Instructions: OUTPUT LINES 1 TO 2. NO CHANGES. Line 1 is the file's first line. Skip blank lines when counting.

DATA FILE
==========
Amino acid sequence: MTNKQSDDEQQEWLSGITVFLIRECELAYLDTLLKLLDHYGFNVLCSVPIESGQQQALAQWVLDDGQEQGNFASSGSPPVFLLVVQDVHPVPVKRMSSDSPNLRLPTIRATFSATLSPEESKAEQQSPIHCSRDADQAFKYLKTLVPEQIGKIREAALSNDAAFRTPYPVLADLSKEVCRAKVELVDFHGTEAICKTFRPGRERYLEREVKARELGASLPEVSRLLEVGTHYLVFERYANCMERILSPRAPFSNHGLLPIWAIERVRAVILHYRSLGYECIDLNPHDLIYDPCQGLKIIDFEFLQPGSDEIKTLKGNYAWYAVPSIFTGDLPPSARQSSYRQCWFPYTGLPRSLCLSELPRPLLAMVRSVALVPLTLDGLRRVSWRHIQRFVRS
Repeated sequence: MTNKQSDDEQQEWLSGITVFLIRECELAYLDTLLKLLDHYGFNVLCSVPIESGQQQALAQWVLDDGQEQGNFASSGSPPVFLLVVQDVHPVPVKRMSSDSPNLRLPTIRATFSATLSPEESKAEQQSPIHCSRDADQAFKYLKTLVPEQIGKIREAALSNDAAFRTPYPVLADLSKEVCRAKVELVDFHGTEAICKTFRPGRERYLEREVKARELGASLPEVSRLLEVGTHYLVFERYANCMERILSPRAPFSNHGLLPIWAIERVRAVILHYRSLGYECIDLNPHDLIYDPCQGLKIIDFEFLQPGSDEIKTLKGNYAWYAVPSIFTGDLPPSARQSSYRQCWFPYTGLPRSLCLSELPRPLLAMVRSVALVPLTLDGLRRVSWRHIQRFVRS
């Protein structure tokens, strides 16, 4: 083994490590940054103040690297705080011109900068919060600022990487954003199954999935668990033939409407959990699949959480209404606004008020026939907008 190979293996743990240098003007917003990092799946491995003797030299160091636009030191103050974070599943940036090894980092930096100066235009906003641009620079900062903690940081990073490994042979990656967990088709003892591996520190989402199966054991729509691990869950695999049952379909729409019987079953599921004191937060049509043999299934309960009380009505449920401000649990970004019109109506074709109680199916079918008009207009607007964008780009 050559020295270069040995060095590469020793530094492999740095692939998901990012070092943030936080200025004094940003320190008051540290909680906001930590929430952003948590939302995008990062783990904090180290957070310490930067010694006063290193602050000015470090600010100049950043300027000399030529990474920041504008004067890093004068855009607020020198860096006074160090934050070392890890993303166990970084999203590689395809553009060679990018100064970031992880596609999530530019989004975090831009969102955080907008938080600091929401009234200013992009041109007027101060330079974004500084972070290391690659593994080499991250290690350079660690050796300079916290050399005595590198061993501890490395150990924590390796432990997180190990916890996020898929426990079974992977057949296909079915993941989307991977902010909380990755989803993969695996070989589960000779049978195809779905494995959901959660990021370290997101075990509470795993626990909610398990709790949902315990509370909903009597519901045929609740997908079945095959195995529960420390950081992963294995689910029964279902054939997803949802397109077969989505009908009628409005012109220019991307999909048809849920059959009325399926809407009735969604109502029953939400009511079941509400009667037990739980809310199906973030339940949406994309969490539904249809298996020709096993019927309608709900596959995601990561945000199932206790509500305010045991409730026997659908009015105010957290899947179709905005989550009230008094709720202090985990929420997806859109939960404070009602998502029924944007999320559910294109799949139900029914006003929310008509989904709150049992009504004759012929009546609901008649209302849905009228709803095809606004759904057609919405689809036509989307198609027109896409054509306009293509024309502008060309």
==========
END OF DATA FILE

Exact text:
Amino acid sequence: MTNKQSDDEQQEWLSGITVFLIRECELAYLDTLLKLLDHYGFNVLCSVPIESGQQQALAQWVLDDGQEQGNFASSGSPPVFLLVVQDVHPVPVKRMSSDSPNLRLPTIRATFSATLSPEESKAEQQSPIHCSRDADQAFKYLKTLVPEQIGKIREAALSNDAAFRTPYPVLADLSKEVCRAKVELVDFHGTEAICKTFRPGRERYLEREVKARELGASLPEVSRLLEVGTHYLVFERYANCMERILSPRAPFSNHGLLPIWAIERVRAVILHYRSLGYECIDLNPHDLIYDPCQGLKIIDFEFLQPGSDEIKTLKGNYAWYAVPSIFTGDLPPSARQSSYRQCWFPYTGLPRSLCLSELPRPLLAMVRSVALVPLTLDGLRRVSWRHIQRFVRS
Repeated sequence: MTNKQSDDEQQEWLSGITVFLIRECELAYLDTLLKLLDHYGFNVLCSVPIESGQQQALAQWVLDDGQEQGNFASSGSPPVFLLVVQDVHPVPVKRMSSDSPNLRLPTIRATFSATLSPEESKAEQQSPIHCSRDADQAFKYLKTLVPEQIGKIREAALSNDAAFRTPYPVLADLSKEVCRAKVELVDFHGTEAICKTFRPGRERYLEREVKARELGASLPEVSRLLEVGTHYLVFERYANCMERILSPRAPFSNHGLLPIWAIERVRAVILHYRSLGYECIDLNPHDLIYDPCQGLKIIDFEFLQPGSDEIKTLKGNYAWYAVPSIFTGDLPPSARQSSYRQCWFPYTGLPRSLCLSELPRPLLAMVRSVALVPLTLDGLRRVSWRHIQRFVRS